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As I sat shotgun in a five-passenger seaplane in Sydney Harbor, with a bank of cockpit gauges and a view of windswept Rose Bay before me, the initial moments of my first-ever water takeoff felt a lot like bouncing down a backcountry dirt road in a four-wheel-drive jeep.
The ride improved a great deal when the little aircraft finally ascended from the undulating surface of the bay, climbing smoothly over a gathering of sailboats and waterfront homes along the eastern edge of Sydney Harbour. Before long, I was scrambling to capture shots of the destination’s stunning east coast beaches with a digital camera that just wouldn’t take pictures fast enough.
“For me, touring Sydney from the air is simply the best way to see the city,” said Yvonne Hoelzel, the marketing executive for Sydney Seaplanes. “And it gives visitors a terrific understanding of where all the highlights are situated.”
My 30-minute Sydney Secrets flight traveled north along the spectacular Tasman Sea coastline to photogenic Palm Beach and the mouth of Hawkesbury River. We then returned south again for a climatic look at the Sydney Harbour Bridge and its iconic neighbor, the Sydney Opera House.
“Sydney and the region it sits in, New South Wales, is about as beautiful an area as anywhere on the planet,” said Kirk Demeter, president of Down Under Answers, a Seattle-based wholesaler that works regularly with Sydney Seaplanes. “When you’re able to take off out of the harbor and fly right over the Opera House and the Harbour Bridge, it’s like nothing you’ll ever see again. Visually it’s just amazing.”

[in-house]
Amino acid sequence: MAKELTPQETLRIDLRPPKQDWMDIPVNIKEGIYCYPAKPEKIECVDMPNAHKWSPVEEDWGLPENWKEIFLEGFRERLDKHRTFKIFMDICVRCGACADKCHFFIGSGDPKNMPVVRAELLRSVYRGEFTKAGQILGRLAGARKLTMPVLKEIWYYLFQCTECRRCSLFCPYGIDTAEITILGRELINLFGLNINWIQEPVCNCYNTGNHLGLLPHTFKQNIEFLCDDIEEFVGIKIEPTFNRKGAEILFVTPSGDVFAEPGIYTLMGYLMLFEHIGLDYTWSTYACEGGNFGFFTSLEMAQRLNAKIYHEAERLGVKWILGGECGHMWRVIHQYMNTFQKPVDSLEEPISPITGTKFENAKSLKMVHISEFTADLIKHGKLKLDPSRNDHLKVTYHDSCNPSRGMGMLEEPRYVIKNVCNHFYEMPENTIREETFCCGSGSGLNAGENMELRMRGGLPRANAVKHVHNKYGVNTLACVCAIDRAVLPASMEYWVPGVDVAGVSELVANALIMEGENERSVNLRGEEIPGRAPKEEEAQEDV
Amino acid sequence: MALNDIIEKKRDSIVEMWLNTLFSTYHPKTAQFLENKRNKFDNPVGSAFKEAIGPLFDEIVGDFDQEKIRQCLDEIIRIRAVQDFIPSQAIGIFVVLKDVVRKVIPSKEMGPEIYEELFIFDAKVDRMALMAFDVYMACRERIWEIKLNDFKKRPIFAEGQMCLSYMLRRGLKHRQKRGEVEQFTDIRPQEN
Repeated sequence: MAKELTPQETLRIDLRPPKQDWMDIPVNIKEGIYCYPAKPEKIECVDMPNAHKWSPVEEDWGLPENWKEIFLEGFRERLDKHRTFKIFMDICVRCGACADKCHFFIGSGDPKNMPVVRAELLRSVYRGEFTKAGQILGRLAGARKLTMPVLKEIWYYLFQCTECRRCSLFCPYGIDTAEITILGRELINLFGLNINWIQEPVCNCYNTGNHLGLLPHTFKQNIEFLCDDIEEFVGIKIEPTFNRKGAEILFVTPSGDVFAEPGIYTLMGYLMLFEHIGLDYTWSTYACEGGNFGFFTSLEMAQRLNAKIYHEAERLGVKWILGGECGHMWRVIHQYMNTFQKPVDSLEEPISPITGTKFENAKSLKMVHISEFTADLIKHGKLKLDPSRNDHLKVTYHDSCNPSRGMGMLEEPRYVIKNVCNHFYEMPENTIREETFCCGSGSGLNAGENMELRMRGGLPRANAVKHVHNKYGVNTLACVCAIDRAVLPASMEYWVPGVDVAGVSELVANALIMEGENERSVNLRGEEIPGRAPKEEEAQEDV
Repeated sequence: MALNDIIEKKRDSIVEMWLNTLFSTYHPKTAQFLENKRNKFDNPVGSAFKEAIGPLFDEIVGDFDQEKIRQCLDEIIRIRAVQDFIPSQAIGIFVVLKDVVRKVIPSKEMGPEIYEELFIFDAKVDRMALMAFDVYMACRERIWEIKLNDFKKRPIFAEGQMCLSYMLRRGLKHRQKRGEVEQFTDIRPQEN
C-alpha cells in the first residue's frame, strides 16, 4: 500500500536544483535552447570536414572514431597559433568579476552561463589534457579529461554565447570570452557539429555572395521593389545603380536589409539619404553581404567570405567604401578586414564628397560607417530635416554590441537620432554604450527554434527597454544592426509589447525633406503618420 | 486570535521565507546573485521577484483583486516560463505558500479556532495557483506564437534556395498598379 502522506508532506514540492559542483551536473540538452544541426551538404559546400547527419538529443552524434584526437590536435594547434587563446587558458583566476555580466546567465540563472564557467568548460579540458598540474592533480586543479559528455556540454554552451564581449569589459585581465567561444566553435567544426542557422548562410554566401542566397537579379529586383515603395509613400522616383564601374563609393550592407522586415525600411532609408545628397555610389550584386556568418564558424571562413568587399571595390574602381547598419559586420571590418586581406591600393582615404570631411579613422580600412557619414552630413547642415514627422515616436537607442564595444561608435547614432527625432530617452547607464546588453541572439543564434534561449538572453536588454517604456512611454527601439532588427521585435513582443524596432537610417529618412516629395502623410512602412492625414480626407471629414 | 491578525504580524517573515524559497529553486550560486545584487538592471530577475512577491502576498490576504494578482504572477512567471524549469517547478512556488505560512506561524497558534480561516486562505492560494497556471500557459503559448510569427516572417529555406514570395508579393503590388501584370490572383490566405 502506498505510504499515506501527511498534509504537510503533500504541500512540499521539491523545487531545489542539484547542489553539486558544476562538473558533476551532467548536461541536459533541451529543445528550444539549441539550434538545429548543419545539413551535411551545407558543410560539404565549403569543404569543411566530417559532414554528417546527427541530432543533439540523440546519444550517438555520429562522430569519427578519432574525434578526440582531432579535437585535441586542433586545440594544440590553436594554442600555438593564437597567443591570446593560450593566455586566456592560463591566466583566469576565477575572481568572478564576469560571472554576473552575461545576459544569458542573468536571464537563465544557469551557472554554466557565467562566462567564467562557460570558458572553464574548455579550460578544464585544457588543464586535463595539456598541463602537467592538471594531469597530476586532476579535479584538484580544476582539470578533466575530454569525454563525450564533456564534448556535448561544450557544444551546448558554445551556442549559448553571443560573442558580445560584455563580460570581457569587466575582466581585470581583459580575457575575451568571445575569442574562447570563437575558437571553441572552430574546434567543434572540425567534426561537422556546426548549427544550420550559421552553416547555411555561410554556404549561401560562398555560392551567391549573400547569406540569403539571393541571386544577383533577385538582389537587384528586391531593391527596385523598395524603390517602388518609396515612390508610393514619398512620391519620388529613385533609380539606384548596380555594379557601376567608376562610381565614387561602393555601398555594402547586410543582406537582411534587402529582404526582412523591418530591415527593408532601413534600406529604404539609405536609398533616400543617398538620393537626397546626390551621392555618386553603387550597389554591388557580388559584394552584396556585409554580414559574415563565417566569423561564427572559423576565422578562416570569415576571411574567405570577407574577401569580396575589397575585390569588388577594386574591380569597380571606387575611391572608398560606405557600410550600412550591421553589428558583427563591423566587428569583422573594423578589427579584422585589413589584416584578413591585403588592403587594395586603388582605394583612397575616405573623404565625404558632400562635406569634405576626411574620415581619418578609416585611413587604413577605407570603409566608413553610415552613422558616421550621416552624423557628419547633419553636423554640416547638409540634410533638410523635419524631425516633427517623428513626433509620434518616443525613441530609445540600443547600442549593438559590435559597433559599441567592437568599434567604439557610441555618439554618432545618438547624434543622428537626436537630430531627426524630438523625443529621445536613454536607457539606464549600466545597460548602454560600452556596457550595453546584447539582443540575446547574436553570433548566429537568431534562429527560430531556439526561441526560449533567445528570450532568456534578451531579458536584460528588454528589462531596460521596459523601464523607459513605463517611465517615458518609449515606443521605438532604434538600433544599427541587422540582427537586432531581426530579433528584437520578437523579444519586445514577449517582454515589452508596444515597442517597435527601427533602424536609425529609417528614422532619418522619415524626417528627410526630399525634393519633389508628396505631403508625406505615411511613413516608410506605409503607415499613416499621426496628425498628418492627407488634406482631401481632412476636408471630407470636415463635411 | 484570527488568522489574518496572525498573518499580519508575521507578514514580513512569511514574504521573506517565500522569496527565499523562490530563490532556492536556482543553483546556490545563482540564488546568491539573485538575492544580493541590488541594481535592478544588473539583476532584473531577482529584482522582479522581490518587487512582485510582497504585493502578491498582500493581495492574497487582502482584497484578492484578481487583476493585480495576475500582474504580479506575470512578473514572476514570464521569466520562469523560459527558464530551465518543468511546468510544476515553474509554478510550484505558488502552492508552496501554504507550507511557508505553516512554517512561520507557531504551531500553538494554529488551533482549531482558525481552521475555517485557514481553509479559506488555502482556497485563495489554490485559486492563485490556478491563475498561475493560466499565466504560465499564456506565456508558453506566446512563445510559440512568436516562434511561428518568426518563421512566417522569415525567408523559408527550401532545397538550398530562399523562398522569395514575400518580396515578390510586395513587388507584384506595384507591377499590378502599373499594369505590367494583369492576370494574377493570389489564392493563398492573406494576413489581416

Sydney Seaplanes offers a great deal more than just the chance to enjoy the region’s iconic urban highlights from the air. The activity company features a range of products, including trips that fly up the coast and land near the Hawkesubry River for a meal at a first-rate regional restaurant or even a romantic picnic on a secluded beach. Clients can also fly up the coast and stay overnight at a selection of small hotels and inns.
According to Ian Swain, co-founder and president of Philadelphia wholesaler Swain Destinations, hopping on a seaplane to travel a short distance outside of Sydney for a day with friends has long been popular among residents.
“We’re trying to come up with out-of-the-ordinary things so that visitors can experience Australia the way Aussies do, and the seaplane is a big local tradition,” Swain said, noting that his company has worked with Sydney Seaplanes for years. “For people to jump on that plane and go up to Cottage Point, take a three- to four-hour lunch, have some Aussie wines and then fly back is an incredible experience.”
Commissionable to agents, Sydney Seaplane products start at $200 per person.